Police said the 58-year-old Gates was arrested after he yelled at an officer, accused him of racial bias and refused to calm down after the officer demanded Gates show him identification to prove he lived in the home.


I suppose we'll never know whether the accusation of bias happened before or after the demand for ID and production of ID which is the pivot point here.

Thursday, July 16, 2009

And Who's Fault Is That?

From the Detroit News:

"We're black and he got our vote quite frankly because many of us voted for him because he is black," said Karsem McCurtis on Tuesday, whose family owns Conner's Food, just a stone's throw from the Wayne County Community College campus on Detroit's east side. As it happened, Obama chose Macomb Community College in Warren to unveil a national education initiative.

"It would have been good for him to come," said McCurtis, whose building is painted with an Obama mural. "But he's got our vote locked up, and he's not going to get much play coming to a black city full of corrupt politicians."


So you voted for the man because he was black rather than because he wooed your vote with policy promises and the like, and now you feel bad? Who's fault is that?

Speak The Truth, Shame The Left:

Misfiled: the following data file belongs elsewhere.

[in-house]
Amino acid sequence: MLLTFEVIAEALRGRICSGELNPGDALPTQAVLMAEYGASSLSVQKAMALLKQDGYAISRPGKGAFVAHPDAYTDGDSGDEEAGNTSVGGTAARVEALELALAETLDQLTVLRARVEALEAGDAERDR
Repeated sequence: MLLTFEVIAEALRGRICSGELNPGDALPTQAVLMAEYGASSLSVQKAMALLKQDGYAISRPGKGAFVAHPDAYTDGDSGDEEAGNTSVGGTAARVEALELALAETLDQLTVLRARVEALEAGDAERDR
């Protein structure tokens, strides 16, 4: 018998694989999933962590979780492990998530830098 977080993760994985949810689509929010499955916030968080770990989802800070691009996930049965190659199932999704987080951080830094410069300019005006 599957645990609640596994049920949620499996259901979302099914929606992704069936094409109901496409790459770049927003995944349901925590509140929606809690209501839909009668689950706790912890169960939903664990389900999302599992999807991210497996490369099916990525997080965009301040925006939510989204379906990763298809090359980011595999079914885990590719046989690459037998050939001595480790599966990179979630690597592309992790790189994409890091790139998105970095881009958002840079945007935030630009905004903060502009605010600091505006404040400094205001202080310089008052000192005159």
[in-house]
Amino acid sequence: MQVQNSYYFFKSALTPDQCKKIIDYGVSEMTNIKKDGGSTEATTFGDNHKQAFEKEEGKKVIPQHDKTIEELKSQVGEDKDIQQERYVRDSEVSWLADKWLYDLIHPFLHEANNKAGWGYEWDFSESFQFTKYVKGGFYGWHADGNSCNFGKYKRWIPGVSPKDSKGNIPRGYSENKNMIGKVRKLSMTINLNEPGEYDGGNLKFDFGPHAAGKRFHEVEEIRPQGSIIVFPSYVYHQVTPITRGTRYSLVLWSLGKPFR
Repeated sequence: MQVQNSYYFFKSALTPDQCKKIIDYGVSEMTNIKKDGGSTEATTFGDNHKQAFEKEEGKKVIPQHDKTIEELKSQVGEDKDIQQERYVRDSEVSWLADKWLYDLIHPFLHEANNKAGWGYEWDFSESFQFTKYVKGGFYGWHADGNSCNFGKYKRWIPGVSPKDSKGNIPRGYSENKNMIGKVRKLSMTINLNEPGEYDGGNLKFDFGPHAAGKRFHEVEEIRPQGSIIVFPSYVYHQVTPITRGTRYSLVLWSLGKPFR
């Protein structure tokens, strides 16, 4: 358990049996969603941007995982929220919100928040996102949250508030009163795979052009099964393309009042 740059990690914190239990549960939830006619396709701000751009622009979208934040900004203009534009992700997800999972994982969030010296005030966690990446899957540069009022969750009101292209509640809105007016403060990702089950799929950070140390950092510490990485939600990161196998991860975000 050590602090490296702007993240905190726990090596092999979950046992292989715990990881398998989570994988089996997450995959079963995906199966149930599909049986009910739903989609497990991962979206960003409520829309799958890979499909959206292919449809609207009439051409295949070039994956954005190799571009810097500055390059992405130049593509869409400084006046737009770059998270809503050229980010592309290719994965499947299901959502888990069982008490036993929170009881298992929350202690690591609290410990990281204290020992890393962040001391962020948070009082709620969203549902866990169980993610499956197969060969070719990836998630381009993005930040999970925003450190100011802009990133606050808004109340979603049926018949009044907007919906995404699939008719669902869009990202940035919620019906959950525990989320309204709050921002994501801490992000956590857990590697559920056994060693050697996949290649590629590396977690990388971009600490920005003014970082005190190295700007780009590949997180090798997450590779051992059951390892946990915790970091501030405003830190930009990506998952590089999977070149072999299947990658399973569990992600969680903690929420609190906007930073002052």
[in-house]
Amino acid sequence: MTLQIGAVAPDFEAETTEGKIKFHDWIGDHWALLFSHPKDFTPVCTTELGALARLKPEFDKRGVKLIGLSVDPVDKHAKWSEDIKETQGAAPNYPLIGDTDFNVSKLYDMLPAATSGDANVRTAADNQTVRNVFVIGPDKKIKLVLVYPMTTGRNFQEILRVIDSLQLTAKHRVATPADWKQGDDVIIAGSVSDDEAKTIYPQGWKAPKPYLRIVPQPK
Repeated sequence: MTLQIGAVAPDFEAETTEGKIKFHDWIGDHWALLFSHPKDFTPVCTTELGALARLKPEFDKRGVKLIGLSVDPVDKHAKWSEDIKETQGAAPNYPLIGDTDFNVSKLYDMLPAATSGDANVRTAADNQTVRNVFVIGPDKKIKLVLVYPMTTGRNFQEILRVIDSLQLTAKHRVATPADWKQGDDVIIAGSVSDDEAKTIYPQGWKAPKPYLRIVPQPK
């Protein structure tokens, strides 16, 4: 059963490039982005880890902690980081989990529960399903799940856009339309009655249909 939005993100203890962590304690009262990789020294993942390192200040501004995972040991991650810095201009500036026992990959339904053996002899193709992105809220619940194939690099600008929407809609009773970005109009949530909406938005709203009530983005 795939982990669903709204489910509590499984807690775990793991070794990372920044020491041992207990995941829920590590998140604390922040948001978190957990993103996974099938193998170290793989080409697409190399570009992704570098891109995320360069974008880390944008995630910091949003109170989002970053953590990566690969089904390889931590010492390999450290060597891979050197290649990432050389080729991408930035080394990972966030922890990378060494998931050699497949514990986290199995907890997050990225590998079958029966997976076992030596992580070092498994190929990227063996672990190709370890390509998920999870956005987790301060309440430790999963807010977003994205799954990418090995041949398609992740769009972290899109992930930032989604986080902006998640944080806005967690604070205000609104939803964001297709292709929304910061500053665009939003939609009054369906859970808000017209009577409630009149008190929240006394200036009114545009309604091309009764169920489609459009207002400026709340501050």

It makes for good speechifying to act as though all criminality began with Bush and -- particularly these days -- Cheney, but that is extreme intellectual dishonesty. The fact is that many of Bush's worst policies (now being highlighted by leading Democrats) were based in some form or another in a Clinton-initiated policy, or were supported by the Democrats in Congress with their votes.


Via Alternet

Obama Has Sympathy For Shot Police Officers

Stated on TV in the aftermath of today's Jersey City shooting. No such commentary for slain civilians at the hands of police though. I suppose I'm the only person who cares about such things though.

Wednesday, July 15, 2009

RE:Light, Bright and Still Black (Unconventional Wisdom)

On occasion people write about being a "light skinned" black person or about not being an "African-American". They usually all make the same mistake of confusing the sociological and region specific definition of "race" with it's genetic counterpart which is better referred to as "breed." The most annoying part is when people who are otherwise extremely observant and intelligent, lose their cool when confronted with the clear contradictions used in their discussion of the subject matter. The latest of this would be the Black Snob.

Black Snob posted a piece entitled: Light, Bright and Still Black (Unconventional Wisdom) . It starts badly:

I didn't know I was "light-skinned."

Or should I say, I'm not light-skinned but people have informed me one way or another of what I am based on what they are. I am, in fact, not lighter than a paper bag. I am not cafe au latte. I'm a rich, reddish brown that's lighter than most black people, but too dark to be truly considered among the what traditionally was viewed as light-skinned -- which for me is damn near white.


Now the first and major contradiction of the post is that if you've seen her Twitter icon, she is in fact light skinned. How she looks herself dead in the face and comes away with such a clear contradictory conclusion is not for me to explain. BUt her explanation does clue the reader in to how this tortured thinking manages to surface.